OPPOSITE Life on the Moon depicted in an 1835 cartoon in the New York Sun. Despite the size
of the aliens' wings, the Moon's airless environment would have a severe problem in supporting
these cavorting creatures.
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B E L O W Astronaut Pete Conrad, on the Apollo 12 lunar mission, inspects the camera on
Surveyor 3 - an unmanned craft sent to the Moon in 1967. When the crew retu^Med the camera
to Earth, scientists were astonished to find that it contained terrestrial bacteria - which had
survived the harsh lunar conditions for two years.
Then he had his ‘aha' moment. Radio waves travel through space virtually unimpeded, as they do
on Earth (as you'll know from interference on your sound system!). Could extraterrestrials use a
radio telescope 'in reverse' to broadcast signals across the cosmos?
Frank Drake had his wake-up call when he was observing the beautiful Pleiades star cluster. 'I'd
done this many nights before. But on this occasion, there suddenly appeared a very strong
narrow-band signal, which could only be the product of intelligent activity.'
To check if the signal really was coming from the Pleiades, Drake slewed his dish to a different
part of the sky. 'Well - it turned out that when I moved the telescope, the signal was still there. So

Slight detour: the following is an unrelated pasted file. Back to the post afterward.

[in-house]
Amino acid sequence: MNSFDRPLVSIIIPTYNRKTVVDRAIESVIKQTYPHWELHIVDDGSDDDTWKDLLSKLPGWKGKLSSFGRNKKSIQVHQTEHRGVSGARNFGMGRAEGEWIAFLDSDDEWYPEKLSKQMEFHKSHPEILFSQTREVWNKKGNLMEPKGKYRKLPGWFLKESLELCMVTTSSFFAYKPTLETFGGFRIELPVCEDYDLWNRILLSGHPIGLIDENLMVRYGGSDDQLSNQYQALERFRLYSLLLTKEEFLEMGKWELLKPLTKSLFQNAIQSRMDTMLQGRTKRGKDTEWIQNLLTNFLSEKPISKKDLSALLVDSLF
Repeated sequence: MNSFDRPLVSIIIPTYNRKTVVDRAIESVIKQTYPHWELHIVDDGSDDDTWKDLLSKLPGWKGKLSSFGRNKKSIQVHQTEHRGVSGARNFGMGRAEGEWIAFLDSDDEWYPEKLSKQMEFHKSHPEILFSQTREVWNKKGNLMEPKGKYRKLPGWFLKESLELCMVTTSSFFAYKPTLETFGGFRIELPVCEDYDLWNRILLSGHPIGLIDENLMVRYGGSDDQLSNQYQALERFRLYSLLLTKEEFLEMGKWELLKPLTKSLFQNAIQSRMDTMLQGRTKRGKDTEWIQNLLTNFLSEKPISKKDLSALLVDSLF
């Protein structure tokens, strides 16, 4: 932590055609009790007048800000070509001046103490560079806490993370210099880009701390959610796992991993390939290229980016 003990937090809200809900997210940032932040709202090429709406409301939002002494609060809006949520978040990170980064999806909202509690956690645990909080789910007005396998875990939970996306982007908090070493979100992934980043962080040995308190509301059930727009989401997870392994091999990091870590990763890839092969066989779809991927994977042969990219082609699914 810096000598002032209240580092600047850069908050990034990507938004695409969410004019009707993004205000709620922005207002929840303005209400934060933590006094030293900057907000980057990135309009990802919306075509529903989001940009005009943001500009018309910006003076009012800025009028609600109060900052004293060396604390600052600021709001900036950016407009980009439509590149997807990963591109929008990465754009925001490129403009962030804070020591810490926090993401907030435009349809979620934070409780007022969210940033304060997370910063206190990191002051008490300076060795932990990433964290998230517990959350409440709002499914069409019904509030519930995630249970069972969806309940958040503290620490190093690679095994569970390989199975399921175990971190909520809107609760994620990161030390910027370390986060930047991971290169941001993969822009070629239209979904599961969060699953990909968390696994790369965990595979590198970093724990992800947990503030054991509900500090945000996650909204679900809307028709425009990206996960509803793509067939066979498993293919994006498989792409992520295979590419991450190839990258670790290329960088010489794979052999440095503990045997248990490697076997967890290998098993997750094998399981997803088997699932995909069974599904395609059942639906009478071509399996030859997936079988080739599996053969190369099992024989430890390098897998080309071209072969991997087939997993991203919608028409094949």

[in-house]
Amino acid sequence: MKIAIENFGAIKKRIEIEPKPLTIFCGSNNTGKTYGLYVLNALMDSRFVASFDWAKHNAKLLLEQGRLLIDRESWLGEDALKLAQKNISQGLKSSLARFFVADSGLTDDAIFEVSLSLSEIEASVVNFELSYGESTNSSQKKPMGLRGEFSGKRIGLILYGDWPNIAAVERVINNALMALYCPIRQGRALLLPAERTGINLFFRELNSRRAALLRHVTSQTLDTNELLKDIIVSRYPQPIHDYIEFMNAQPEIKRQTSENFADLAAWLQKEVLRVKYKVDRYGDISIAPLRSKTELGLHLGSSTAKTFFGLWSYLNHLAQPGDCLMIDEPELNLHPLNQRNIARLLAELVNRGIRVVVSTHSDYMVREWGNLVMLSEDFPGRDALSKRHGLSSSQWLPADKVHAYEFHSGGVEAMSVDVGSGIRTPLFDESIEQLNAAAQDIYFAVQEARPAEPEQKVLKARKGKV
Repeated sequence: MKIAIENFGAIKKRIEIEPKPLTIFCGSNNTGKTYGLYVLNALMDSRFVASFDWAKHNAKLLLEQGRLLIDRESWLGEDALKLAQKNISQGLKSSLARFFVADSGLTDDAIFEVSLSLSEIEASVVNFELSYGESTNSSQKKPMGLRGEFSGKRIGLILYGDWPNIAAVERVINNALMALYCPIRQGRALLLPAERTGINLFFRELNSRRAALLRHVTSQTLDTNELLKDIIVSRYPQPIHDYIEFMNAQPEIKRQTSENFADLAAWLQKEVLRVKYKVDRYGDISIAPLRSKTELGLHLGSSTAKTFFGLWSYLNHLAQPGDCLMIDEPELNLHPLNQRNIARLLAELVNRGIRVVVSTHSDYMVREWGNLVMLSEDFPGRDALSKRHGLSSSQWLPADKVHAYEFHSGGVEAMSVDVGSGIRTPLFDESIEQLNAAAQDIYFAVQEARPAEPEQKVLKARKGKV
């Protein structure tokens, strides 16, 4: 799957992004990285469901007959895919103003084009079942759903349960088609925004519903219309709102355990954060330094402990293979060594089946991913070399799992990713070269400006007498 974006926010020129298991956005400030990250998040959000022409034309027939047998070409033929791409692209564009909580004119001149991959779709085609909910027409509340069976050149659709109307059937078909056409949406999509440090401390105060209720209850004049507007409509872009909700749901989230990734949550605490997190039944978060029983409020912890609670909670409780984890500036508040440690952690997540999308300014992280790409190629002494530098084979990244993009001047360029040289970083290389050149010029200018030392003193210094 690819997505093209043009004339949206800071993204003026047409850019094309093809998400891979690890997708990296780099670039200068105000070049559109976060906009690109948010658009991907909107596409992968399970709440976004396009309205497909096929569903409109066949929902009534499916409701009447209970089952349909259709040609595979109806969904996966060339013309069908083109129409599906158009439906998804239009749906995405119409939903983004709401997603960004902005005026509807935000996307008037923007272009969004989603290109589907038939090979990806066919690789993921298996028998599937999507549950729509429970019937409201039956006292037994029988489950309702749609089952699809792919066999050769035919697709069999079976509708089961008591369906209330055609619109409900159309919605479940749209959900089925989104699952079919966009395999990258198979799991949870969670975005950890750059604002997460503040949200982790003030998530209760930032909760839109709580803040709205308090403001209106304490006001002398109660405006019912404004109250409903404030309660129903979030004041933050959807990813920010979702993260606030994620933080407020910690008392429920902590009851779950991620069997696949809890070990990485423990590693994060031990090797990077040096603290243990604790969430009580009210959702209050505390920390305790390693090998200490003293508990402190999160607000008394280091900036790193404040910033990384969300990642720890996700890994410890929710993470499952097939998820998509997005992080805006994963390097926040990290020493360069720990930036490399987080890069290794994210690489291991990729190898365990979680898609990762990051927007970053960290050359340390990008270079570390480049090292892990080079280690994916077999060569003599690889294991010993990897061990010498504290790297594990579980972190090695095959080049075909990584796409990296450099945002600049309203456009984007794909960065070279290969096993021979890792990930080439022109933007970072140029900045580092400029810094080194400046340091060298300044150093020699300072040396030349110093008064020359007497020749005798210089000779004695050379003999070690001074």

it was truly from Earth, which was a disappointment. But the seed was planted.'
At the same time that Frank Drake was making his early forays into the world of extraterrestrials,
Pete Conrad was training to go there. He was to become an astronaut - and the third human
being to walk on the Moon.
We vividly remember the first occasion that a human stepped onto another world. Youngsters at
the time, we watched agog at that first lunar landing in July 1969. Neil Armstrong stepped off the
ladder with the words: 'It's one small step for (a) man, one giant leap for mankind.'
Four months later, Pete Conrad climbed out of Apollo 12 onto the barren lunar surface. A man
fabled for his sense of humour and infectious grin, Conrad was extremely small for an astronaut -
at 5 feet 6.5 inches (1.69 m), he was almost exactly the same height as one of the authors of this
book (Heather).
To this day, he's affectionately remembered for his first words on the Moon. Whoopie! Man, that
may have been a small one for Neil, but that's a long one for me.' Tragically, Conrad died the way
that he would have wanted - driving his Harley Davidson along a winding California road at the
age of 69, and suffering a fatal crash.
One of the wonderful stories about Conrad is that he underwent survival training amongst the
Choco Indians in Panama, and he personally befriended them. After his death, the Choco Chief
made him an honorary Choco Indian. In their belief system, the spirits of the dead fly to the Moon.
But his legacy on Earth lives on. Apollo 12 landed within walking distance of Surveyors- an
unmanned landing craft sent to the Moon in 1967. The astronauts were instructed to dismantle
the camera on the craft and bring it home in a sterile container.
Back in the lab, NASA scientists were in for a shock. The camera turned out to be home to a
living colony of Earthly bugs, which had probably got into the instrument when a technician
assembling it had sneezed.
'I always thought that the most significant thing we ever found on the whole Moon was those little
bacteria who came back and lived,' observed Conrad.
How right he was. For over two years, these primitive lifeforms had endured the vacuum and
radiation of space, temperatures as low as ~20°F (-250°C) degrees, and no access to nutrients or
water.
The lesson was clear: life - once established - clings onto it ... for dear life.